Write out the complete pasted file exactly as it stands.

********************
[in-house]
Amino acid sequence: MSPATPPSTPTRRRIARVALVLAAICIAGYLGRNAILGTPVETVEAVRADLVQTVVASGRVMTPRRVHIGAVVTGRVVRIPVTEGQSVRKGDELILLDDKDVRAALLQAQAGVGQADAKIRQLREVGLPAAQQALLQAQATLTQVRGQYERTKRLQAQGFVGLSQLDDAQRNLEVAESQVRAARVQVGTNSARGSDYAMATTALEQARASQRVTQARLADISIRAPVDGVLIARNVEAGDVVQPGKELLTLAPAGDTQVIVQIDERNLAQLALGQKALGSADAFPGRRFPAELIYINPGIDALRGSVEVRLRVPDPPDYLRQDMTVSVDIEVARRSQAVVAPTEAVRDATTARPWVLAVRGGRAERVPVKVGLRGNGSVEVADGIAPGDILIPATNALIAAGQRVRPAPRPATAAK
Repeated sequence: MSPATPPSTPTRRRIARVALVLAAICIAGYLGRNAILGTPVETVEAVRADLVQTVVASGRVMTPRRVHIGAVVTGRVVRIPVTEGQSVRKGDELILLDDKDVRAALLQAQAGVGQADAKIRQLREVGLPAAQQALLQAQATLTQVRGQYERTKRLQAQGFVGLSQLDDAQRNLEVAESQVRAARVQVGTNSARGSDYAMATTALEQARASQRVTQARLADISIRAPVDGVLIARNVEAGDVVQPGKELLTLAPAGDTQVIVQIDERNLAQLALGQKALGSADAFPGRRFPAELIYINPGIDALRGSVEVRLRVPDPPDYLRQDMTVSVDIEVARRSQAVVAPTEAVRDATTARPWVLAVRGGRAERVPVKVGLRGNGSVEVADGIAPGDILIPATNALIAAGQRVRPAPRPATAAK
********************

[in-house]
Amino acid sequence: MSPATPPSTPTRRRIARVALVLAAICIAGYLGRNAILGTPVETVEAVRADLVQTVVASGRVMTPRRVHIGAVVTGRVVRIPVTEGQSVRKGDELILLDDKDVRAALLQAQAGVGQADAKIRQLREVGLPAAQQALLQAQATLTQVRGQYERTKRLQAQGFVGLSQLDDAQRNLEVAESQVRAARVQVGTNSARGSDYAMATTALEQARASQRVTQARLADISIRAPVDGVLIARNVEAGDVVQPGKELLTLAPAGDTQVIVQIDERNLAQLALGQKALGSADAFPGRRFPAELIYINPGIDALRGSVEVRLRVPDPPDYLRQDMTVSVDIEVARRSQAVVAPTEAVRDATTARPWVLAVRGGRAERVPVKVGLRGNGSVEVADGIAPGDILIPATNALIAAGQRVRPAPRPATAAK
Repeated sequence: MSPATPPSTPTRRRIARVALVLAAICIAGYLGRNAILGTPVETVEAVRADLVQTVVASGRVMTPRRVHIGAVVTGRVVRIPVTEGQSVRKGDELILLDDKDVRAALLQAQAGVGQADAKIRQLREVGLPAAQQALLQAQATLTQVRGQYERTKRLQAQGFVGLSQLDDAQRNLEVAESQVRAARVQVGTNSARGSDYAMATTALEQARASQRVTQARLADISIRAPVDGVLIARNVEAGDVVQPGKELLTLAPAGDTQVIVQIDERNLAQLALGQKALGSADAFPGRRFPAELIYINPGIDALRGSVEVRLRVPDPPDYLRQDMTVSVDIEVARRSQAVVAPTEAVRDATTARPWVLAVRGGRAERVPVKVGLRGNGSVEVADGIAPGDILIPATNALIAAGQRVRPAPRPATAAK